Article published in the Philadelphia Business Journal on November 26, 2023.
Intercity bus passengers deserve a great customer experience. This is not what they are getting in Philadelphia from Greyhound Lines, Inc.
Greyhound, the largest of the intercity bus companies, abandoned its bus terminal at 10th and Filbert streets in June to reduce costs. This is consistent with the strategy of Greyhound’s parent company, Twenty Lake Holdings LLC, to relocate bus terminals outside of the central business district of cities.
Greyhound moved to a curbside load/unload passenger model between 6th and 7th streets along the south side of Market Street. The site had a small ticket office, but no waiting room or restroom facilities. No thought was given to the downgraded experience of Greyhound’s passengers or the adverse impact on businesses along Market Street.
After Greyhound’s relocation, the congestion on Market Street was so bad that SEPTA no longer stopped their city buses at 6th and Market, inconveniencing local riders. Businesses complained of blocked access, trash and passengers wanting to use their restrooms. Didn’t Greyhound need a permit from the City of Philadelphia to relocate to Market Street?
A July 6 Philadelphia Inquirer article by Thomas Fitzgerald quotes a passenger as she waited for her bus during a hot summer day: “There’s nothing here. People can’t be standing here for hours like this. It isn’t right. And what are they going to do about winter when there’s snow?”
Madeleine Wright, a CBS Philadelphia reporter posted on X, (formerly known as Twitter): “Dozens of [Greyhound] passengers are waiting on the sidewalk after being told they cannot wait inside the new bus terminal at 7th and Market… Frustrated passengers say there is nowhere to sit or to use the bathroom.”
Greyhound passenger Chrystal Weeks said, “They just have us out here, standing out here all along the line and it is horrible. People paid money. We can’t use the bathroom. We’re hungry. We’re tired and we have been sitting down out here since 3 o’clock, and it’s not just me.”
In the wake of complaints, Greyhound issued a statement that said, “Greyhound , like other intercity bus transportation providers, follows industry standards. The bus stop at 618 Market St. is conveniently located near several restaurants where travelers can purchase food and drinks prior to boarding. … Once on board, the Greyhound bus is equipped with amenities including a restroom and free Wi-Fi and onboard entertainment.”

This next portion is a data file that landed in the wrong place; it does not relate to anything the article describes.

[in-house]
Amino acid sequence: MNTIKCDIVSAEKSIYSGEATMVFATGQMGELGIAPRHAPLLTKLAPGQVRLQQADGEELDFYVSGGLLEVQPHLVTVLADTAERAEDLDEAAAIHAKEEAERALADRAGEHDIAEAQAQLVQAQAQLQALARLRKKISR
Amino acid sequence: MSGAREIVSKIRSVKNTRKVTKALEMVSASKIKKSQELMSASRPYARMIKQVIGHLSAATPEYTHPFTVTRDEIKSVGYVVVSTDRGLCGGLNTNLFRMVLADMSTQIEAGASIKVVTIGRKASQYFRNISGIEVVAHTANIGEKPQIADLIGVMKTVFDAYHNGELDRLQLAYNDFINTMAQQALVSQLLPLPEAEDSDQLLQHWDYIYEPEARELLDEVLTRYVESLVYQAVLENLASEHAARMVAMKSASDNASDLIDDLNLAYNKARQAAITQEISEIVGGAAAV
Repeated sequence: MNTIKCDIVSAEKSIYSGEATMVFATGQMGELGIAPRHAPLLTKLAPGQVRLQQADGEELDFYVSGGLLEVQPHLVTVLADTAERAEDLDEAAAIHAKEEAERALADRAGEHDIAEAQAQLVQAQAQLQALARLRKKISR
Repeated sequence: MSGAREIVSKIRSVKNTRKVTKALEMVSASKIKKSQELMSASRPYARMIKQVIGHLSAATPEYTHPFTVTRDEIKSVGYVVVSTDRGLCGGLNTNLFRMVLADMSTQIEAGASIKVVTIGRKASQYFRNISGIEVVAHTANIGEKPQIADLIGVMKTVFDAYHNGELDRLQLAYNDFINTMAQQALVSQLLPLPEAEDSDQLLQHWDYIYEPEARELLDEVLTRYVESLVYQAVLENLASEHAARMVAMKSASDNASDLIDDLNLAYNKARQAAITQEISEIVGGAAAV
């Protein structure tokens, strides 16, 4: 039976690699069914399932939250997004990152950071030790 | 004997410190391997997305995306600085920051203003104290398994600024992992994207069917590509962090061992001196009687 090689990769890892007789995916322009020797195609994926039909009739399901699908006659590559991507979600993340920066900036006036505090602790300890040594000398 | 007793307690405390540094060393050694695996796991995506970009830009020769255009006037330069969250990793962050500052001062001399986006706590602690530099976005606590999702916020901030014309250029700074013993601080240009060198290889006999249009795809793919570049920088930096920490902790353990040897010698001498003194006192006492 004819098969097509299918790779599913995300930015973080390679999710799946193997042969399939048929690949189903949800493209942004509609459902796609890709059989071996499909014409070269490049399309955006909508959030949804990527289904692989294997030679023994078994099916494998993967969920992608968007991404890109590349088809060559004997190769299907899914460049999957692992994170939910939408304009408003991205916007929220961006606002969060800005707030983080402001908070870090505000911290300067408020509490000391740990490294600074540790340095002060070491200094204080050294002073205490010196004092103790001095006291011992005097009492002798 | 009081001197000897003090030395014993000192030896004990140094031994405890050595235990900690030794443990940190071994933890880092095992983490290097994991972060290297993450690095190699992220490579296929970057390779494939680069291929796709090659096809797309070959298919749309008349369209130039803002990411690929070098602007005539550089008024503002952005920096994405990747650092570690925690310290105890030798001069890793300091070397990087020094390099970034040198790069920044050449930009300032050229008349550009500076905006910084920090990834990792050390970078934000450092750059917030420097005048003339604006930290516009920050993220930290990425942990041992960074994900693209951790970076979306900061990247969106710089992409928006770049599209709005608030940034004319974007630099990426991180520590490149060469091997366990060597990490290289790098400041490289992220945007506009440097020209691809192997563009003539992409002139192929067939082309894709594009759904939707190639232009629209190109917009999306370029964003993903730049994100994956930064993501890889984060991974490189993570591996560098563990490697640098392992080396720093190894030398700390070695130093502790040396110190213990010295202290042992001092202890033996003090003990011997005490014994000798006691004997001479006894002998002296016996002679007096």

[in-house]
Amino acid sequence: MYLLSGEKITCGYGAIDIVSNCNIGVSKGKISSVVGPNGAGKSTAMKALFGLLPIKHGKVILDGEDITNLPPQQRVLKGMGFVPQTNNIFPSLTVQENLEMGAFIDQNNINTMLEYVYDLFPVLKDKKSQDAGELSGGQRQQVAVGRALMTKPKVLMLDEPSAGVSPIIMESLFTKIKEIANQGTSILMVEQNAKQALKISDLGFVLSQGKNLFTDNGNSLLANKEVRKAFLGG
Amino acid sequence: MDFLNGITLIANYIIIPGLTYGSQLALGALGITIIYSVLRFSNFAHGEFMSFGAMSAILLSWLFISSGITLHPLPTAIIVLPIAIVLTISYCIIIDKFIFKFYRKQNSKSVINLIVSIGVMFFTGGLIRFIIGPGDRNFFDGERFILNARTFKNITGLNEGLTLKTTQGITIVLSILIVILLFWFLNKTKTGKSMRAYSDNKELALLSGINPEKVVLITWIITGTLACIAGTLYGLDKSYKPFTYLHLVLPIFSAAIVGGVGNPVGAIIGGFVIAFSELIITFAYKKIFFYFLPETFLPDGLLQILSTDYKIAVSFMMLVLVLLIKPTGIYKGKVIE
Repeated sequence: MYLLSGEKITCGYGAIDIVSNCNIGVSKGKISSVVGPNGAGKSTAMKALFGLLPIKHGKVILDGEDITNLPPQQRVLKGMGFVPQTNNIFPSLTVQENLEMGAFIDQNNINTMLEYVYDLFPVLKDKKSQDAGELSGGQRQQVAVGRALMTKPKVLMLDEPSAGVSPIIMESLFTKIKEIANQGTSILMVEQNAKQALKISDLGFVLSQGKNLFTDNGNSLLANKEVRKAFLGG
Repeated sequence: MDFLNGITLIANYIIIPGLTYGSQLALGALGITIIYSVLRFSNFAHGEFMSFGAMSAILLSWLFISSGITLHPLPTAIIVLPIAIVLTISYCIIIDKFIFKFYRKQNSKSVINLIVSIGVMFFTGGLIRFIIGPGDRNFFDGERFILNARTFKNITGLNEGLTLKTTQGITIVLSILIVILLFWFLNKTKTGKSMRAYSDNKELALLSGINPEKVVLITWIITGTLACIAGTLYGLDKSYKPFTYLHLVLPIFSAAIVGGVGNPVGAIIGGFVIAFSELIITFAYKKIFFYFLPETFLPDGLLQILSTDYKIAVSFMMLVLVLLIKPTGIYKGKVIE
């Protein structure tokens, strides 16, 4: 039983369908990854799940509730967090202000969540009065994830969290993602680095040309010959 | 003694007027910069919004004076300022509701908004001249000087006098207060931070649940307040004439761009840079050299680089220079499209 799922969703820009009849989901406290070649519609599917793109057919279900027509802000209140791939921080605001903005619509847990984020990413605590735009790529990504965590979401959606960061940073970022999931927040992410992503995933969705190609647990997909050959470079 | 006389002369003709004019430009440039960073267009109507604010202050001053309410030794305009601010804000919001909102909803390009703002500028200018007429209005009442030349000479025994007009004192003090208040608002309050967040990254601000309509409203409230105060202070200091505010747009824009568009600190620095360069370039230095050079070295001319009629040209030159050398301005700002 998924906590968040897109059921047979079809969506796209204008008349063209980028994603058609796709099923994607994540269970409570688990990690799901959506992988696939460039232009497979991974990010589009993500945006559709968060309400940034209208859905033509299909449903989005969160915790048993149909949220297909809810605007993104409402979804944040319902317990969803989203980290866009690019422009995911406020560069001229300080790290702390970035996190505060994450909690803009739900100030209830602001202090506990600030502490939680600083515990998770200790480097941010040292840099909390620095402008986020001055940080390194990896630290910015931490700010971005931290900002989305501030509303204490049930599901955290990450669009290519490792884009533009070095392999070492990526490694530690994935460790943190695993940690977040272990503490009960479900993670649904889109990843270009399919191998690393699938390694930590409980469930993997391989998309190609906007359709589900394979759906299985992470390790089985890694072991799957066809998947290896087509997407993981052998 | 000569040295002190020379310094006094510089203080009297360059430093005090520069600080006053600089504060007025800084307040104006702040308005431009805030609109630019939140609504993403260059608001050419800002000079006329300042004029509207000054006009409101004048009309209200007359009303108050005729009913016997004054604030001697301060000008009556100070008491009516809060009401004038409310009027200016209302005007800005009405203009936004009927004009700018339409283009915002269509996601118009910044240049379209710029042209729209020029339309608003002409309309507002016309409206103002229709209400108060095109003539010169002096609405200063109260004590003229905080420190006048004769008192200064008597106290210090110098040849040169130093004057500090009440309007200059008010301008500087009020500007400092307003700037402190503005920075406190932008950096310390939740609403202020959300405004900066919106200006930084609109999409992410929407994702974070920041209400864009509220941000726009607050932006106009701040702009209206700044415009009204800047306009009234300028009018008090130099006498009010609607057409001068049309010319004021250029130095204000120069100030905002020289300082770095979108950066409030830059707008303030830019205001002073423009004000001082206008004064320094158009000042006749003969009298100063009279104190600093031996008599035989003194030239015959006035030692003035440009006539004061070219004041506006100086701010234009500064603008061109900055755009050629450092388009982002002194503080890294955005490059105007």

When industry standards are inadequate, leading companies go beyond those standards to differentiate themselves from their competition. Why doesn’t Greyhound?
I wonder if anyone from Greyhound visited the Market Street site and spoke directly with their passengers as members of the news media did. Instead of acknowledging the complaints of its customers and making improvements, Greyhound issued a tone-deaf statement.
I can only surmise that unlike most leading businesses, Greyhound feels they don’t need to provide a great customer experience. Bus riders are mostly college students and people who can’t afford alternate types of transportation, so they will travel by bus regardless of how inadequate the lack of terminal facilities are.
Greyhound may not care about its image, but the City of Philadelphia cares about theirs. In a Nov. 8 press release, Mike Carroll, Philadelphia’s deputy managing director for the office of transportation, infrastructure, and sustainability, stated, “The volume and nature of complaints leave the situation at 6th and Market streets completely untenable. … For that reason, the city made a firm commitment to relocate the intercity bus operations off of the 600 block of Market Street this fall. Efforts are underway to find an off-street location but require more time, and an interim change in location is needed urgently.” My question to Carroll is: Why did it take so long to address this issue?
The interim site selected by the city is Spring Garden Street and Columbus Blvd. On Nov. 10, the site became a curb side terminal for Greyhound, FlixBus, MegaBus, and Peter Pan to drop off and pick up passengers. The city states that a waiting room, ticketing and restroom facilities will shortly follow. Let’s see how long it will take to locate a site for a permanent intercity bus terminal. This should be at the expense of the bus companies, which they can recover through a ticket surcharge.
The issues that arose with Greyhound’s move to a curbside load/unload passenger model on Market Street should have been anticipated. What occurred has hurt Philadelphia’s image and that of Greyhound.
Stan Silverman is founder of Silverman Leadership and author of “Be Different! The Key to Business and Career Success.” He is also a speaker, advisor and widely read nationally syndicated columnist on leadership. He can be reached at firstname.lastname@example.org.